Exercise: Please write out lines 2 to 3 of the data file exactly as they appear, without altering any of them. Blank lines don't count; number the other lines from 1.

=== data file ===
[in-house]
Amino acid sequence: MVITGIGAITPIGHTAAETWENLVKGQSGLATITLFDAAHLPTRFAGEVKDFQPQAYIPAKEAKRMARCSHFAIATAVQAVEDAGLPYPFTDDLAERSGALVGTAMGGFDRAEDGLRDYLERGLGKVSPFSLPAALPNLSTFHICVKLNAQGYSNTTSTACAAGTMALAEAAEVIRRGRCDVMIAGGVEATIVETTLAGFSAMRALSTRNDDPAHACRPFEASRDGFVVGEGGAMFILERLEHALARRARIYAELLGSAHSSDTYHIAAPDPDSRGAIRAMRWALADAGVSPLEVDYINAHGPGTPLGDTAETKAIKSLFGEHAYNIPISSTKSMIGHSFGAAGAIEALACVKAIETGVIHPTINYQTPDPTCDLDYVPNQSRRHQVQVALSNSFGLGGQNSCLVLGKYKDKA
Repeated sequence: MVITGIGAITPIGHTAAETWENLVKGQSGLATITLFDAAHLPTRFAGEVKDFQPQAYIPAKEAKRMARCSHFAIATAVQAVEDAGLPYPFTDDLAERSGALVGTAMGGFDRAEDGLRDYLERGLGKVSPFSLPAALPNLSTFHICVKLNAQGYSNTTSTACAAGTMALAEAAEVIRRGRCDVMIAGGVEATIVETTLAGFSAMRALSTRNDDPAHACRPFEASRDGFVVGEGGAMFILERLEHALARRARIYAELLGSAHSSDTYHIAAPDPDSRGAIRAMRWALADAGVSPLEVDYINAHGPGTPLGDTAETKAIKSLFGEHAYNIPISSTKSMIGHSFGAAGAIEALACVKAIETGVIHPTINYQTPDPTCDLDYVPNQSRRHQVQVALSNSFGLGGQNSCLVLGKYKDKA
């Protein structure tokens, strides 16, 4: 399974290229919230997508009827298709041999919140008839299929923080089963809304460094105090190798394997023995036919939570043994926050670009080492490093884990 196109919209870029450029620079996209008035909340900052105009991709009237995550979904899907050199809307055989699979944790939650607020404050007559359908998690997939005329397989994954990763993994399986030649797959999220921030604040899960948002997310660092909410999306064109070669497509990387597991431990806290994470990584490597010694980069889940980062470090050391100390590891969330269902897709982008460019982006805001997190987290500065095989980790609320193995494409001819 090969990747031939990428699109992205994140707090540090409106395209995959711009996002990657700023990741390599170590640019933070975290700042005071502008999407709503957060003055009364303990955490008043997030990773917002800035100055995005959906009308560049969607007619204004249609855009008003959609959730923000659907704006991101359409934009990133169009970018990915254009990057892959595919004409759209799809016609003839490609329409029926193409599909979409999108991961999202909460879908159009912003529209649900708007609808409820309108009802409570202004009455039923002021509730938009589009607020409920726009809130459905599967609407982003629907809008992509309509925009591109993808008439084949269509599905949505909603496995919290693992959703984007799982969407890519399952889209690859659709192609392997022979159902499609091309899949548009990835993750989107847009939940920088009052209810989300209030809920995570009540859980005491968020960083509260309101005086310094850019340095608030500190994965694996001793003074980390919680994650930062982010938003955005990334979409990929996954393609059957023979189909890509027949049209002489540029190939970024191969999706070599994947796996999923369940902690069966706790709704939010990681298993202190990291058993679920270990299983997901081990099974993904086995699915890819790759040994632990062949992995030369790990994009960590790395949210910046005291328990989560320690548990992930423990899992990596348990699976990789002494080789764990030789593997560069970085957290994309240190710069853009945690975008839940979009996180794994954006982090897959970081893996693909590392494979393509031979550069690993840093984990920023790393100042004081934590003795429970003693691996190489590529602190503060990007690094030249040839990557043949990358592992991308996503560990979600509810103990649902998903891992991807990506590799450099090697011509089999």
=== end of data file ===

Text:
Amino acid sequence: MVITGIGAITPIGHTAAETWENLVKGQSGLATITLFDAAHLPTRFAGEVKDFQPQAYIPAKEAKRMARCSHFAIATAVQAVEDAGLPYPFTDDLAERSGALVGTAMGGFDRAEDGLRDYLERGLGKVSPFSLPAALPNLSTFHICVKLNAQGYSNTTSTACAAGTMALAEAAEVIRRGRCDVMIAGGVEATIVETTLAGFSAMRALSTRNDDPAHACRPFEASRDGFVVGEGGAMFILERLEHALARRARIYAELLGSAHSSDTYHIAAPDPDSRGAIRAMRWALADAGVSPLEVDYINAHGPGTPLGDTAETKAIKSLFGEHAYNIPISSTKSMIGHSFGAAGAIEALACVKAIETGVIHPTINYQTPDPTCDLDYVPNQSRRHQVQVALSNSFGLGGQNSCLVLGKYKDKA
Repeated sequence: MVITGIGAITPIGHTAAETWENLVKGQSGLATITLFDAAHLPTRFAGEVKDFQPQAYIPAKEAKRMARCSHFAIATAVQAVEDAGLPYPFTDDLAERSGALVGTAMGGFDRAEDGLRDYLERGLGKVSPFSLPAALPNLSTFHICVKLNAQGYSNTTSTACAAGTMALAEAAEVIRRGRCDVMIAGGVEATIVETTLAGFSAMRALSTRNDDPAHACRPFEASRDGFVVGEGGAMFILERLEHALARRARIYAELLGSAHSSDTYHIAAPDPDSRGAIRAMRWALADAGVSPLEVDYINAHGPGTPLGDTAETKAIKSLFGEHAYNIPISSTKSMIGHSFGAAGAIEALACVKAIETGVIHPTINYQTPDPTCDLDYVPNQSRRHQVQVALSNSFGLGGQNSCLVLGKYKDKA